In 2013, the US were producing 7.5 Mbbl of oil per day, or 2.5 Mbbl more than just a few years before. This happened as a result of energy revolution in that country following the discovery and development of huge shale gas reserves. Are other countries, including Poland, capable of going in the footsteps of the US and achieve a similar spectacular success? According to Gregory Zuckerman, who wrote the book ”The Frackers. The Outrageous Inside Story of the New Billionaire Wildcatters”, recently published in Poland by Kurhaus Publishing in collaboration with Deloitte, this will be extremely difficult. Inadequate experience of drilling teams, unavailability of adequate infrastructure facilities, different legislation and culture are mentioned as potential barriers.
Fracking is a slang term for hydraulic fracturing – the technology that makes it possible to extract shale gas. The “frackers” mentioned in the tile of the book are US investors and industry pioneers who were the first to explore for shale gas.
In his book, Gregory Zuckerman, US economics and business journalist, has penned the success story of, among others, George Mitchell, Harold Hamm, Aubrey McClendon, Tom Ward or Mark Papa. According to Zuckerman, their stubborn efforts enabled the US to achieve that unprecedented success and be on good way to achieve energy self-sufficiency.
According to Gregory Zuckerman, George Mitchell, Harold Hamm, Mark Papa and other relentless gas and shale seekers have stubbornly aimed at the goal because they knew that devising effective shale development methods will bring them fame and make them extremely wealthy people. None of the men he's writing about in his book represented a huge corporation. Instead, they came from medium or small enterprises that were determined to develop shale gas resources.
Will the US model repeat in Poland, too? ”Small players in the US oil industry have crushed the shale rock. Hundreds, if not thousands, of them operate in the US. For quite a long time American and international oil moguls have not believed in shales. They joined the business when the risk of failure was much lower. There are only three large petroleum companies in Poland, but -sadly enough – success-hungry small and medium oil and gas companies are missing” – argues Tomasz Konik, Deloitte Partner, Energy and Natural Resource Team Leader.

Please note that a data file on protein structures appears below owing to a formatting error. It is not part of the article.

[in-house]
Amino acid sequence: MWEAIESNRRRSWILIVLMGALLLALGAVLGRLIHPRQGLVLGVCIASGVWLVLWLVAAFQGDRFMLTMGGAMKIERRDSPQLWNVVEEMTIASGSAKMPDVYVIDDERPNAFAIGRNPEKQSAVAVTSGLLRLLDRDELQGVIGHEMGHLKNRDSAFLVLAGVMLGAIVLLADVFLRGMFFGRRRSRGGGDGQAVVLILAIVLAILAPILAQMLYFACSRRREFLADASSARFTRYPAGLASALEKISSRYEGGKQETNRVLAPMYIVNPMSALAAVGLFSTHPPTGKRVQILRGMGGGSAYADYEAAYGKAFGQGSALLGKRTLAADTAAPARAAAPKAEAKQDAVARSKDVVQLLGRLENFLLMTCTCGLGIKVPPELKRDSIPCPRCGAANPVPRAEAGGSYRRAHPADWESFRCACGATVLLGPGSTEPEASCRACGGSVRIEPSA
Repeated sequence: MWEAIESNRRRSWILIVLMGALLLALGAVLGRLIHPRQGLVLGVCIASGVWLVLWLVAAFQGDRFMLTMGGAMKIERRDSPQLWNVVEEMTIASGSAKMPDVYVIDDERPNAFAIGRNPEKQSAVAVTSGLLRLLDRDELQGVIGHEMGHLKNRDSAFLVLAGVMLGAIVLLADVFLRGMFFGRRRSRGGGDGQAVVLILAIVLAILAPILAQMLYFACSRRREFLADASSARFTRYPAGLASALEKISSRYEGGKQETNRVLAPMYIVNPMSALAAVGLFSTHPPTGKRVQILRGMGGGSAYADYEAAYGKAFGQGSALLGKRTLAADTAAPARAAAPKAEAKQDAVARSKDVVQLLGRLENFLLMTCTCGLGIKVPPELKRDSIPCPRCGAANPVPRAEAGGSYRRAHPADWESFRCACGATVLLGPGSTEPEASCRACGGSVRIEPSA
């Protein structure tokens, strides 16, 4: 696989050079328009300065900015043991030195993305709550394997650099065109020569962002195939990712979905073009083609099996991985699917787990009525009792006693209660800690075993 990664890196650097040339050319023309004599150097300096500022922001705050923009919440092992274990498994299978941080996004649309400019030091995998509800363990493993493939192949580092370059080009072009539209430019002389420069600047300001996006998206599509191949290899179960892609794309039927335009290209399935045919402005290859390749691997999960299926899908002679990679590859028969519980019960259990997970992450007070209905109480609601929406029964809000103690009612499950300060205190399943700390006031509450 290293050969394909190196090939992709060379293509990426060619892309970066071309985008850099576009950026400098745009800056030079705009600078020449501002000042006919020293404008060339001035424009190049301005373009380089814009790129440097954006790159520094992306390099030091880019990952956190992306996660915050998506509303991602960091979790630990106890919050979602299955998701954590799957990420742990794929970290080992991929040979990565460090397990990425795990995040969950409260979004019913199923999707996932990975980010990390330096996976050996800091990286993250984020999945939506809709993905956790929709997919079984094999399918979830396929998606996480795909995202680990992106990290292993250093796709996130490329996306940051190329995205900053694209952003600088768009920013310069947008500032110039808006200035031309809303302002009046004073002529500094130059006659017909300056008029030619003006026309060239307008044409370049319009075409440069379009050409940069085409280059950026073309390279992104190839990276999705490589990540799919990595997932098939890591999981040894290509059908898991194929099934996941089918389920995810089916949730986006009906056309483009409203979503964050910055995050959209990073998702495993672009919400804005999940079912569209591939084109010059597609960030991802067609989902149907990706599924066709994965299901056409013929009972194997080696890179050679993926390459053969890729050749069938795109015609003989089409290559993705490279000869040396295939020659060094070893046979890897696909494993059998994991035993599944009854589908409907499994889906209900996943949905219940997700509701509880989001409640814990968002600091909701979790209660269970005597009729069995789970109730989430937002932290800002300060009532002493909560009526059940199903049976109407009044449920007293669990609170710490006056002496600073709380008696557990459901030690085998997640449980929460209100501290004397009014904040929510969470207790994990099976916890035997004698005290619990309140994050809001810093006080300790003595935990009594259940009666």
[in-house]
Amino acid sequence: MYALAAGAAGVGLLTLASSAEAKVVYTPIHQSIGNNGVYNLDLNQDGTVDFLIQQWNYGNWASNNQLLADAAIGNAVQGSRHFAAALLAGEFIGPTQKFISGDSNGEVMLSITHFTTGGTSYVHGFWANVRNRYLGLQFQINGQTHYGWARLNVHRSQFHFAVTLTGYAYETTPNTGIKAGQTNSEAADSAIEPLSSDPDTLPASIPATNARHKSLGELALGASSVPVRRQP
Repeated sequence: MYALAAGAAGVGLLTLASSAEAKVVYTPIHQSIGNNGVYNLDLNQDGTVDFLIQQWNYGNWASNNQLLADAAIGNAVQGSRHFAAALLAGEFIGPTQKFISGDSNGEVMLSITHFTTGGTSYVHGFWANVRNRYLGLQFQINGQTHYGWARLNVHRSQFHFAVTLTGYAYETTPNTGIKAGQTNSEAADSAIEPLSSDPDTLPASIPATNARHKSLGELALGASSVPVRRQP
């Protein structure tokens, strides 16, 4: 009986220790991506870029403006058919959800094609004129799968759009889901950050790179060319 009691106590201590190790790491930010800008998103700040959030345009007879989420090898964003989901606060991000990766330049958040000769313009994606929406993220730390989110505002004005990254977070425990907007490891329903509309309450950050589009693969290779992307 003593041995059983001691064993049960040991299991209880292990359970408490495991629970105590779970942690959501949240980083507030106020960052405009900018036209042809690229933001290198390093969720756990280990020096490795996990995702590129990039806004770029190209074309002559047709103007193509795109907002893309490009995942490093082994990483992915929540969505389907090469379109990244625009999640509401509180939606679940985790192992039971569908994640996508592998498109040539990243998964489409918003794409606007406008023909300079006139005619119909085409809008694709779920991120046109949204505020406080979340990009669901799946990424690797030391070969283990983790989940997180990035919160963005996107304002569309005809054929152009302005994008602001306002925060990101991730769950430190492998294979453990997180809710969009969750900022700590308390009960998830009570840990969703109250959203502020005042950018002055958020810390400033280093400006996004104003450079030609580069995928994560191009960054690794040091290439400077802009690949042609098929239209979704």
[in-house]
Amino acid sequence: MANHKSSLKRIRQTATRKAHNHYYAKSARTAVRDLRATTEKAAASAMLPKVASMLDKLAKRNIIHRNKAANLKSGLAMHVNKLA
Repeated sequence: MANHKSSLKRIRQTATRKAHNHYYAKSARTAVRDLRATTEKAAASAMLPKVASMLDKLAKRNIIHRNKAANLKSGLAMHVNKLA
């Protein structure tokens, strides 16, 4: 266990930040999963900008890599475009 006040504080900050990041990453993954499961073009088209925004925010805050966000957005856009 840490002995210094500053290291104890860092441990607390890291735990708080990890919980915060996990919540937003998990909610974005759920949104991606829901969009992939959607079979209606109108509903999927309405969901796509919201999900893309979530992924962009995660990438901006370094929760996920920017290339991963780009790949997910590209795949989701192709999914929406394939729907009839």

The book helps readers realize the key role of technology innovations and money in the shale revolution. The shale resources would be still untapped without the flow of capital, from the US stock exchange, prior to the crisis of 2008. Moreover, US companies spend much more on research and development projects, so they have been able to improve the shale extraction technology. ”Heavy reliance on borrowed money is absolutely normal for US companies. In Europe, including Poland, the approach to debt is quite different. Our economies are much more conservative, our decision-makers are much more cautious than their American counterparts. The appetite for risk was a key factor in the US shale revolution”, said Tomasz Konik.
Furthermore, other countries lack another key factor that enabled the US energy revolution: enterprise culture and external incentives for making attempts. ”Considering the US experience, what was done so far in Poland would not permit any success in the USA. Today, we cannot say that Poland's shale gas resources have been thoroughly investigated and their potential tapped. Poland is in the beginning of that path, at the most”, said Michał Wróblewski, Deloitte Senior Manager, Tax Advice Department, Member of Energy and Natural Resource Team.
In addition, legislative systems keep USA and Europe apart. In the USA, a landowner also owns everything hidden below the ground and may transfer his/her rights thereto. This is the reason why in the United States the progress of drilling projects is faster than in countries where mining rights are government controlled.
Taking into account all these factors combined, the author of “The Frackers...” doubts whether other countries holding shale gas resources are capable of repeating the US success. In this context, he mentioned Poland, too. According to initial estimates, Poland's shale gas resources were to be in the order 5 trillion cubic metres. ”In 2010, all big players, such as ExxonMobil, ConocoPhillips, Marathon Oil, etc., rushed to Poland to buy lots, while Polish government supported the tests and was giving away exploration concessions that covered one third of Poland's territory. Before long, initially high hopes were gone. Early in 2012 estimates of Poland's shale gas resources were dramatically reduced in light of available preliminary data. Moreover, the most prospective shale beds are located more than 4800 metres below the ground in Poland and this means higher costs of production. Then it was found that mineralogy of Polish shales is different that in the US, making it more difficult to produce gas”, wrote Gregory Zuckerman. Furthermore, a lack of skilled drilling crews, underdeveloped network of gas pipelines and other infrastructure facilities are to the disadvantage of Europe. Enough to say that in 2013 there were approx. 70 operational drilling platforms, compared to 1700 of them in the USA.
source: press release by Deloitte Polska